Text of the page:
University of Southern California Digital Library > California Historical Society Collection, 1860-1960 > Distant view of Mission San Luis Obispo de Tolosa, looking at the south wing of the mission, 1888

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Title
Distant view of Mission San Luis Obispo de Tolosa, looking at the south wing of the mission, 1888
Creator
Pierce, C.C. (Charles C.), 1861-1946
Date Created and/or Issued
1888
Publication Information
University of Southern California. Libraries
Contributing Institution
University of Southern California Digital Library
Collection
California Historical Society Collection, 1860-1960
Rights Information
Doheny Memorial Library, Los Angeles, CA 90089-0189
Public Domain. Release under the CC BY Attribution license--http://creativecommons.org/licenses/by/3.0/--Credit both “University of Southern California. Libraries” and “California Historical Society” as the source. Digitally reproduced by the USC Digital Library; From the California Historical Society Collection at the University of Southern California
Send requests to address or e-mail given
USC Libraries Special Collections
specol@usc.edu
Description
Photograph of a distant view of Mission San Luis Obispo de Tolosa, looking at the south wing of the mission, 1888. The mission is situated on an area elevated from the level of the street and sidewalk in front of it with a stonewall which separates the mission from the street. Bells are hanging in the square bell tower with peaked roof. Along the street are gated residential homes(?). A man is walking along the sidewalk (at right). Shadows cast by the trees in the foreground shade the street.
"This mission marks the halfway point in the California mission chain. It is located near the Valley of the Bears where the Spanish had found such a large population of bears they were able to keep other missions from near starvation by hunting the bears and sending the meat to the missions. Since there were so many friendly Native Americans in the area, Fr. Serra chose this location for his next mission. Although not all of the natives were friendly. Just south of the mission were tribes that were determined to drive the white men out of the area. They would shoot burning arrows into the dry tinder buildings that would quickly spread to other buildings causing considerable damage and setbacks for the missionaries. Finally, recalling the fire resistant Spanish tile roofs of their homeland, the missionaries began to manufacture similar clay tiles. The red clay was made in pits, and then spread over wooden models to be dried in the sun. They were then baked in a kiln. These were the first roof tiles made in California. Not only were they a protection against the fire raids, they were waterproof, thereby keeping the interiors dry and protecting the adobe walls from the rain. These were eventually used in all future mission buildings built in California. Similar red tile roofs are seen today throughout California." -- unknown author (part 1 of 2). "Secularization, in 1834, had devastating effects on the mission and its inhabitants. The livestock was driven off and the buildings were allowed to deteriorate to such a state that when it was finally sold in 1845 it brought only $510 - a fraction of its earlier value. There was little left of the mission when it was returned to the church in 1859. Then, in 1868, the buildings were remodeled with white painted siding and used as a parish church for the flourishing town in the area. At one time there was even a New England steeple added to the church. Eventually, in 1934, the steeple and siding were removed, and the church's earlier appearance was restored." -- unknown author (part 2 of 2).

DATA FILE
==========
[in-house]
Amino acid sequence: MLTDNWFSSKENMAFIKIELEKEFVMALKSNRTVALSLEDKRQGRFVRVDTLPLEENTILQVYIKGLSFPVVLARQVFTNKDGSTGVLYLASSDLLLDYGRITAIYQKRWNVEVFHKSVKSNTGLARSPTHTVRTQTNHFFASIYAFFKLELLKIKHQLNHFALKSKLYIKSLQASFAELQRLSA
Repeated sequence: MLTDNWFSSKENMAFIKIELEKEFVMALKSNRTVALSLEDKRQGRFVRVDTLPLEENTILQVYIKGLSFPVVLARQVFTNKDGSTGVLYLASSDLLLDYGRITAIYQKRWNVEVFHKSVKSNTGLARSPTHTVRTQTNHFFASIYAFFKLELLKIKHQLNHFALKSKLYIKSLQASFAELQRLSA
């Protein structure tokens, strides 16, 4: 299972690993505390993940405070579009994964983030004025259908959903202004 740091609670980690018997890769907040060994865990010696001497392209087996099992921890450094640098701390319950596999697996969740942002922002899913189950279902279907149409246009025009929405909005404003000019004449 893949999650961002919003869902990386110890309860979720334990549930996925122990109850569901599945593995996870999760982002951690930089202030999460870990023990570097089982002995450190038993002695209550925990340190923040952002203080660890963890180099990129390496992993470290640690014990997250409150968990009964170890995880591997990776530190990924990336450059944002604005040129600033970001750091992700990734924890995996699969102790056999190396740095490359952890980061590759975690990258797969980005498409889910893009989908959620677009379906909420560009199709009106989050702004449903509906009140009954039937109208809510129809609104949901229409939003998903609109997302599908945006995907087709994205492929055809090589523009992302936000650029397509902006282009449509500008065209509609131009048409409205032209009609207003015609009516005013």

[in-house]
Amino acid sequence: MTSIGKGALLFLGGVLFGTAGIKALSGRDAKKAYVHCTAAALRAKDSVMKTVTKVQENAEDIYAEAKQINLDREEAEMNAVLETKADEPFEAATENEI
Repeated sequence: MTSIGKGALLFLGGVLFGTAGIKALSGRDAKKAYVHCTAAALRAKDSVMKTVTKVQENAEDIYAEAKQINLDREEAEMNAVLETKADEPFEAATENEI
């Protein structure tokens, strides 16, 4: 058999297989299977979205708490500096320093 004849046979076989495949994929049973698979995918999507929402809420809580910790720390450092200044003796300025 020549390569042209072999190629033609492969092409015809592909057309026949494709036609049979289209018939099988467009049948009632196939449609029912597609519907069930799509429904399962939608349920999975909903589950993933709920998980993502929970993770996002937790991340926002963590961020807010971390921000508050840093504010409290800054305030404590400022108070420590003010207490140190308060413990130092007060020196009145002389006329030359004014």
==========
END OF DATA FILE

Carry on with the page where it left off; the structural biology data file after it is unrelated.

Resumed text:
Type
image
Format
1 photograph : photoprint, b&w
26 x 21 cm.
photographic prints
photographs
Identifier
chs-m17522
USC-1-1-1-14090 [Legacy record ID]
CHS-5919
http://doi.org/10.25549/chs-m17522
http://thumbnails.digitallibrary.usc.edu/CHS-5919.jpg
Subject
Buildings
Missions, Spanish
Streets
Missions--Mission San Luis Obispo de Tolosa
San Luis Obispo de Tolosa Mission
Religious facilities
Time Period
1888
Place
California
San Luis Obispo
USA
Source
1-138-32 [Microfiche number]
5919 [Accession number]
CHS-5919 [Call number]
California Historical Society [Contributing entity]
Relation
California Historical Society Collection, 1860-1960
Title Insurance and Trust, and C.C. Pierce Photography Collection, 1860-1960
USC
chs-m265

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